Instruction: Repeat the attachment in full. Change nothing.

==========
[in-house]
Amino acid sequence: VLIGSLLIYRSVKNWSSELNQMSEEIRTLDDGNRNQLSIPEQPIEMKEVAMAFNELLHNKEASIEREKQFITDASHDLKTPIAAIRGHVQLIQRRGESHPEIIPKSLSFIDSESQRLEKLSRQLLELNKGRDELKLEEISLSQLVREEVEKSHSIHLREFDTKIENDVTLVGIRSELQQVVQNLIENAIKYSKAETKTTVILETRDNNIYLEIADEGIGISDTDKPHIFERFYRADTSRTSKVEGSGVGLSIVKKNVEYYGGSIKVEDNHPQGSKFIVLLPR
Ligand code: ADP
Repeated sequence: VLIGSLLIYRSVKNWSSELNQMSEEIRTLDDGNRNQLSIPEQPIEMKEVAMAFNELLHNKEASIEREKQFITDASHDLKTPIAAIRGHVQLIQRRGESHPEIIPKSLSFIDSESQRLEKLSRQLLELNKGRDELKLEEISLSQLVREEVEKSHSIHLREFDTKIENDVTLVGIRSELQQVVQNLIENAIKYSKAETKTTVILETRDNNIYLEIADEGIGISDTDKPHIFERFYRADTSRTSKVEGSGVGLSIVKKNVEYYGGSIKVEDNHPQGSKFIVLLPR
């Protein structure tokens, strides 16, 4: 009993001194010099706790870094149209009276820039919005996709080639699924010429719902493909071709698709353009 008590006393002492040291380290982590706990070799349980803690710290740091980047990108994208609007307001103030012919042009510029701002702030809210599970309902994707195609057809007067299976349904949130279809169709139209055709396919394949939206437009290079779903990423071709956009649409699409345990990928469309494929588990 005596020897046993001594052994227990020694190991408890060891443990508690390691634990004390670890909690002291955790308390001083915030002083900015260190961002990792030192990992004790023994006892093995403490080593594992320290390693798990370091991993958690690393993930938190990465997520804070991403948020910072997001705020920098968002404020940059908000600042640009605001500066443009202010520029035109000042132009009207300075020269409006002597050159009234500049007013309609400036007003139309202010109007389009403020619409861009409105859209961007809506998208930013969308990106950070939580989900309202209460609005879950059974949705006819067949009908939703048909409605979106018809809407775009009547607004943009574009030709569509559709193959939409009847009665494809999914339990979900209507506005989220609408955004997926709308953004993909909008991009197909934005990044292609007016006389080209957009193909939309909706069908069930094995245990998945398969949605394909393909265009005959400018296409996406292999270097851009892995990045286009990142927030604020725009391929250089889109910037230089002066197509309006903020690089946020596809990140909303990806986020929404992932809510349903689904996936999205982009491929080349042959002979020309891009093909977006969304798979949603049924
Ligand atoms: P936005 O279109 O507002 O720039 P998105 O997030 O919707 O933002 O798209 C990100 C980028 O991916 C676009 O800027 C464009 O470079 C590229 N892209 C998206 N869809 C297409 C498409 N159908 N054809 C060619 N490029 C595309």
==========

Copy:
[in-house]
Amino acid sequence: VLIGSLLIYRSVKNWSSELNQMSEEIRTLDDGNRNQLSIPEQPIEMKEVAMAFNELLHNKEASIEREKQFITDASHDLKTPIAAIRGHVQLIQRRGESHPEIIPKSLSFIDSESQRLEKLSRQLLELNKGRDELKLEEISLSQLVREEVEKSHSIHLREFDTKIENDVTLVGIRSELQQVVQNLIENAIKYSKAETKTTVILETRDNNIYLEIADEGIGISDTDKPHIFERFYRADTSRTSKVEGSGVGLSIVKKNVEYYGGSIKVEDNHPQGSKFIVLLPR
Ligand code: ADP
Repeated sequence: VLIGSLLIYRSVKNWSSELNQMSEEIRTLDDGNRNQLSIPEQPIEMKEVAMAFNELLHNKEASIEREKQFITDASHDLKTPIAAIRGHVQLIQRRGESHPEIIPKSLSFIDSESQRLEKLSRQLLELNKGRDELKLEEISLSQLVREEVEKSHSIHLREFDTKIENDVTLVGIRSELQQVVQNLIENAIKYSKAETKTTVILETRDNNIYLEIADEGIGISDTDKPHIFERFYRADTSRTSKVEGSGVGLSIVKKNVEYYGGSIKVEDNHPQGSKFIVLLPR
């Protein structure tokens, strides 16, 4: 009993001194010099706790870094149209009276820039919005996709080639699924010429719902493909071709698709353009 008590006393002492040291380290982590706990070799349980803690710290740091980047990108994208609007307001103030012919042009510029701002702030809210599970309902994707195609057809007067299976349904949130279809169709139209055709396919394949939206437009290079779903990423071709956009649409699409345990990928469309494929588990 005596020897046993001594052994227990020694190991408890060891443990508690390691634990004390670890909690002291955790308390001083915030002083900015260190961002990792030192990992004790023994006892093995403490080593594992320290390693798990370091991993958690690393993930938190990465997520804070991403948020910072997001705020920098968002404020940059908000600042640009605001500066443009202010520029035109000042132009009207300075020269409006002597050159009234500049007013309609400036007003139309202010109007389009403020619409861009409105859209961007809506998208930013969308990106950070939580989900309202209460609005879950059974949705006819067949009908939703048909409605979106018809809407775009009547607004943009574009030709569509559709193959939409009847009665494809999914339990979900209507506005989220609408955004997926709308953004993909909008991009197909934005990044292609007016006389080209957009193909939309909706069908069930094995245990998945398969949605394909393909265009005959400018296409996406292999270097851009892995990045286009990142927030604020725009391929250089889109910037230089002066197509309006903020690089946020596809990140909303990806986020929404992932809510349903689904996936999205982009491929080349042959002979020309891009093909977006969304798979949603049924
Ligand atoms: P936005 O279109 O507002 O720039 P998105 O997030 O919707 O933002 O798209 C990100 C980028 O991916 C676009 O800027 C464009 O470079 C590229 N892209 C998206 N869809 C297409 C498409 N159908 N054809 C060619 N490029 C595309």